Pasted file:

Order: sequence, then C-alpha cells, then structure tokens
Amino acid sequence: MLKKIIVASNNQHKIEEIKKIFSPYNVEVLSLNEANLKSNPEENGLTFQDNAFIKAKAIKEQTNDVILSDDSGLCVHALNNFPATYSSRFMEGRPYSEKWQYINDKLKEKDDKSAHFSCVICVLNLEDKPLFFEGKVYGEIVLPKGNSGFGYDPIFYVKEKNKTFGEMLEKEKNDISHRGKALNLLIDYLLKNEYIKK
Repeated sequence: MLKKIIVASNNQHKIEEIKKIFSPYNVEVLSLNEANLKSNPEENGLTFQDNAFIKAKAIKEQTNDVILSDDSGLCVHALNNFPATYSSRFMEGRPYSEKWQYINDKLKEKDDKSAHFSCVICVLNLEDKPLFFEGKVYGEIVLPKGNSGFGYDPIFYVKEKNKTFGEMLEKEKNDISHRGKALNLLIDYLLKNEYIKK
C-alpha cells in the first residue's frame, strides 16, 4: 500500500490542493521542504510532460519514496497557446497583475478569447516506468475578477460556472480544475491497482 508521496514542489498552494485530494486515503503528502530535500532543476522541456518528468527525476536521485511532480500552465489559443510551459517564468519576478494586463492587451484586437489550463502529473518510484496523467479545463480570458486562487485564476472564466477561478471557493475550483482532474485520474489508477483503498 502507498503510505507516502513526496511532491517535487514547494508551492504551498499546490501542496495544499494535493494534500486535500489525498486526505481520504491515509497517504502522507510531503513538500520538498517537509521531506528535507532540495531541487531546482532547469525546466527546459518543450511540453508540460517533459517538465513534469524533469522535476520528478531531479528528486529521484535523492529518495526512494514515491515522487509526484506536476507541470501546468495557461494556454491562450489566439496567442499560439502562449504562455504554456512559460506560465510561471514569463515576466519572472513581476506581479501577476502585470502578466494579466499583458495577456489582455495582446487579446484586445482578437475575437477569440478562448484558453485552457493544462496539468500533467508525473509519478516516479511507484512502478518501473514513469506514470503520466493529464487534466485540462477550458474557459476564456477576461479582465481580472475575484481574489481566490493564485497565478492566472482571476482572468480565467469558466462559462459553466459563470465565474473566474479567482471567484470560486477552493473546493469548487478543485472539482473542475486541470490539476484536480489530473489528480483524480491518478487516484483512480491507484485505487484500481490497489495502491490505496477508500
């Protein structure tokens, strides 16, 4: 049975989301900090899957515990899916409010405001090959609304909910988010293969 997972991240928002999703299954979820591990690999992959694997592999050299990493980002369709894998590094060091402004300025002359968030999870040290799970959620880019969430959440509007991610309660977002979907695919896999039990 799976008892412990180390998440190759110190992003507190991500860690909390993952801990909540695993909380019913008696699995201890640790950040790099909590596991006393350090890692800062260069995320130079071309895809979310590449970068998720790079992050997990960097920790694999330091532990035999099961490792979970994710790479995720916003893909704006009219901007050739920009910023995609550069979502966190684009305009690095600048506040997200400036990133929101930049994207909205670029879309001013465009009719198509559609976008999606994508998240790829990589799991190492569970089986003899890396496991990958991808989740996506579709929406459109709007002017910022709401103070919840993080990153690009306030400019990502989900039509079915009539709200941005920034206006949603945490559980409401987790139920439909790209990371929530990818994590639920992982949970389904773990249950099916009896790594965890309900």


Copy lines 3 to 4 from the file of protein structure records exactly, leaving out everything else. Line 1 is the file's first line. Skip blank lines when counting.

Repeated sequence: MLKKIIVASNNQHKIEEIKKIFSPYNVEVLSLNEANLKSNPEENGLTFQDNAFIKAKAIKEQTNDVILSDDSGLCVHALNNFPATYSSRFMEGRPYSEKWQYINDKLKEKDDKSAHFSCVICVLNLEDKPLFFEGKVYGEIVLPKGNSGFGYDPIFYVKEKNKTFGEMLEKEKNDISHRGKALNLLIDYLLKNEYIKK
C-alpha cells in the first residue's frame, strides 16, 4: 500500500490542493521542504510532460519514496497557446497583475478569447516506468475578477460556472480544475491497482 508521496514542489498552494485530494486515503503528502530535500532543476522541456518528468527525476536521485511532480500552465489559443510551459517564468519576478494586463492587451484586437489550463502529473518510484496523467479545463480570458486562487485564476472564466477561478471557493475550483482532474485520474489508477483503498 502507498503510505507516502513526496511532491517535487514547494508551492504551498499546490501542496495544499494535493494534500486535500489525498486526505481520504491515509497517504502522507510531503513538500520538498517537509521531506528535507532540495531541487531546482532547469525546466527546459518543450511540453508540460517533459517538465513534469524533469522535476520528478531531479528528486529521484535523492529518495526512494514515491515522487509526484506536476507541470501546468495557461494556454491562450489566439496567442499560439502562449504562455504554456512559460506560465510561471514569463515576466519572472513581476506581479501577476502585470502578466494579466499583458495577456489582455495582446487579446484586445482578437475575437477569440478562448484558453485552457493544462496539468500533467508525473509519478516516479511507484512502478518501473514513469506514470503520466493529464487534466485540462477550458474557459476564456477576461479582465481580472475575484481574489481566490493564485497565478492566472482571476482572468480565467469558466462559462459553466459563470465565474473566474479567482471567484470560486477552493473546493469548487478543485472539482473542475486541470490539476484536480489530473489528480483524480491518478487516484483512480491507484485505487484500481490497489495502491490505496477508500